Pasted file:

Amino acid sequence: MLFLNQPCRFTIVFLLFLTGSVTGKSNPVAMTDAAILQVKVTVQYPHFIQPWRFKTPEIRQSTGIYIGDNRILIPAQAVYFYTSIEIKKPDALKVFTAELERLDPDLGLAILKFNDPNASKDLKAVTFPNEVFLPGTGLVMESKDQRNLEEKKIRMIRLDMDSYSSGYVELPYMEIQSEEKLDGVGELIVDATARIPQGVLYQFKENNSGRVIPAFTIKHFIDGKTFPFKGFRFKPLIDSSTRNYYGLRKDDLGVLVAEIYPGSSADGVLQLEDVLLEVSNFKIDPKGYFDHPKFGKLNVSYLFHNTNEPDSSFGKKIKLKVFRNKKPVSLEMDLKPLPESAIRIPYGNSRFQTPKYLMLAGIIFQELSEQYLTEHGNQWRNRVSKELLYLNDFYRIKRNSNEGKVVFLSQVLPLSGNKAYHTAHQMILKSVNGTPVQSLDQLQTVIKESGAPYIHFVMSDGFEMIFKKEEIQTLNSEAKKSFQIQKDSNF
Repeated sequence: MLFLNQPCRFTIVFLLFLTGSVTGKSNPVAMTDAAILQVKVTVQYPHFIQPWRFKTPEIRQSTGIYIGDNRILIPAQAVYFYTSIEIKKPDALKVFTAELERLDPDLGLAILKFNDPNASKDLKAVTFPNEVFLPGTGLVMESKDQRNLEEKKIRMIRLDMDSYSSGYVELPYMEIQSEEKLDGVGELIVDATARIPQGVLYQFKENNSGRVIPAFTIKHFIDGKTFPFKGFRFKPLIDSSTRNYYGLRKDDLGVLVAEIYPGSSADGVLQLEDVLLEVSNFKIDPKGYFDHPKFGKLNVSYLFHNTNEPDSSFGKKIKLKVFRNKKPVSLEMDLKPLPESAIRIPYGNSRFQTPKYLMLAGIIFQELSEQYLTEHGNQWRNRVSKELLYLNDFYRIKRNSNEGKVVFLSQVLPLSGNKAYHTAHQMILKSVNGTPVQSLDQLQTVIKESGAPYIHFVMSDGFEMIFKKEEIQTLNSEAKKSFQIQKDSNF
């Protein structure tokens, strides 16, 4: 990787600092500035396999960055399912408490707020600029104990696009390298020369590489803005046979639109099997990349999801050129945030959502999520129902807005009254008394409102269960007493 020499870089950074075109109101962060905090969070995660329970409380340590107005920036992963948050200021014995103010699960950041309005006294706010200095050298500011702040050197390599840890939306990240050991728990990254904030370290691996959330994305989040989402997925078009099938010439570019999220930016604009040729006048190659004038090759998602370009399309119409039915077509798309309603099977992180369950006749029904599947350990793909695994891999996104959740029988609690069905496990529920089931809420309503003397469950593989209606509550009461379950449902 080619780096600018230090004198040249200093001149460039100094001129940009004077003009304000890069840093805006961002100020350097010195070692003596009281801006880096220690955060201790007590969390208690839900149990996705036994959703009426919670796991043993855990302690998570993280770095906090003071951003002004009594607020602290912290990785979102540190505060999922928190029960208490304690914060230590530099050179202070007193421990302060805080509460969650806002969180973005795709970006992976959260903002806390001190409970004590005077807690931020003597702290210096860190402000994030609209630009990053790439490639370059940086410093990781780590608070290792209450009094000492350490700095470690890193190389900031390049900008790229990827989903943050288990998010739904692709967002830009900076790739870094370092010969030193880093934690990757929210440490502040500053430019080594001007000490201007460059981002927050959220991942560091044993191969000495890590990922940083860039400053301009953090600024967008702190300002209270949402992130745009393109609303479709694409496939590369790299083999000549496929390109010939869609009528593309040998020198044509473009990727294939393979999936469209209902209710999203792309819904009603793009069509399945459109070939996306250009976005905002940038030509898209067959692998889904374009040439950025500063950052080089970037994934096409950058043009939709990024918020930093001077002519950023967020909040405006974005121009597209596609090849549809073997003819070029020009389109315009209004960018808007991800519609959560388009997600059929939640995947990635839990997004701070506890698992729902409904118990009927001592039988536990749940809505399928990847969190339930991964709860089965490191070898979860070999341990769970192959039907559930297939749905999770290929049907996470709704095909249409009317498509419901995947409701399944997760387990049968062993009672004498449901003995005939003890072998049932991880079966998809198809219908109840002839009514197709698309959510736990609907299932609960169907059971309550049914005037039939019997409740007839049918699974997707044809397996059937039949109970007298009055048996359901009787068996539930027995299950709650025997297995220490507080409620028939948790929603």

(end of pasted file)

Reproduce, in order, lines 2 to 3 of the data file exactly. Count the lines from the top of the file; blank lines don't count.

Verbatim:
Repeated sequence: MLFLNQPCRFTIVFLLFLTGSVTGKSNPVAMTDAAILQVKVTVQYPHFIQPWRFKTPEIRQSTGIYIGDNRILIPAQAVYFYTSIEIKKPDALKVFTAELERLDPDLGLAILKFNDPNASKDLKAVTFPNEVFLPGTGLVMESKDQRNLEEKKIRMIRLDMDSYSSGYVELPYMEIQSEEKLDGVGELIVDATARIPQGVLYQFKENNSGRVIPAFTIKHFIDGKTFPFKGFRFKPLIDSSTRNYYGLRKDDLGVLVAEIYPGSSADGVLQLEDVLLEVSNFKIDPKGYFDHPKFGKLNVSYLFHNTNEPDSSFGKKIKLKVFRNKKPVSLEMDLKPLPESAIRIPYGNSRFQTPKYLMLAGIIFQELSEQYLTEHGNQWRNRVSKELLYLNDFYRIKRNSNEGKVVFLSQVLPLSGNKAYHTAHQMILKSVNGTPVQSLDQLQTVIKESGAPYIHFVMSDGFEMIFKKEEIQTLNSEAKKSFQIQKDSNF
């Protein structure tokens, strides 16, 4: 990787600092500035396999960055399912408490707020600029104990696009390298020369590489803005046979639109099997990349999801050129945030959502999520129902807005009254008394409102269960007493 020499870089950074075109109101962060905090969070995660329970409380340590107005920036992963948050200021014995103010699960950041309005006294706010200095050298500011702040050197390599840890939306990240050991728990990254904030370290691996959330994305989040989402997925078009099938010439570019999220930016604009040729006048190659004038090759998602370009399309119409039915077509798309309603099977992180369950006749029904599947350990793909695994891999996104959740029988609690069905496990529920089931809420309503003397469950593989209606509550009461379950449902 080619780096600018230090004198040249200093001149460039100094001129940009004077003009304000890069840093805006961002100020350097010195070692003596009281801006880096220690955060201790007590969390208690839900149990996705036994959703009426919670796991043993855990302690998570993280770095906090003071951003002004009594607020602290912290990785979102540190505060999922928190029960208490304690914060230590530099050179202070007193421990302060805080509460969650806002969180973005795709970006992976959260903002806390001190409970004590005077807690931020003597702290210096860190402000994030609209630009990053790439490639370059940086410093990781780590608070290792209450009094000492350490700095470690890193190389900031390049900008790229990827989903943050288990998010739904692709967002830009900076790739870094370092010969030193880093934690990757929210440490502040500053430019080594001007000490201007460059981002927050959220991942560091044993191969000495890590990922940083860039400053301009953090600024967008702190300002209270949402992130745009393109609303479709694409496939590369790299083999000549496929390109010939869609009528593309040998020198044509473009990727294939393979999936469209209902209710999203792309819904009603793009069509399945459109070939996306250009976005905002940038030509898209067959692998889904374009040439950025500063950052080089970037994934096409950058043009939709990024918020930093001077002519950023967020909040405006974005121009597209596609090849549809073997003819070029020009389109315009209004960018808007991800519609959560388009997600059929939640995947990635839990997004701070506890698992729902409904118990009927001592039988536990749940809505399928990847969190339930991964709860089965490191070898979860070999341990769970192959039907559930297939749905999770290929049907996470709704095909249409009317498509419901995947409701399944997760387990049968062993009672004498449901003995005939003890072998049932991880079966998809198809219908109840002839009514197709698309959510736990609907299932609960169907059971309550049914005037039939019997409740007839049918699974997707044809397996059937039949109970007298009055048996359901009787068996539930027995299950709650025997297995220490507080409620028939948790929603």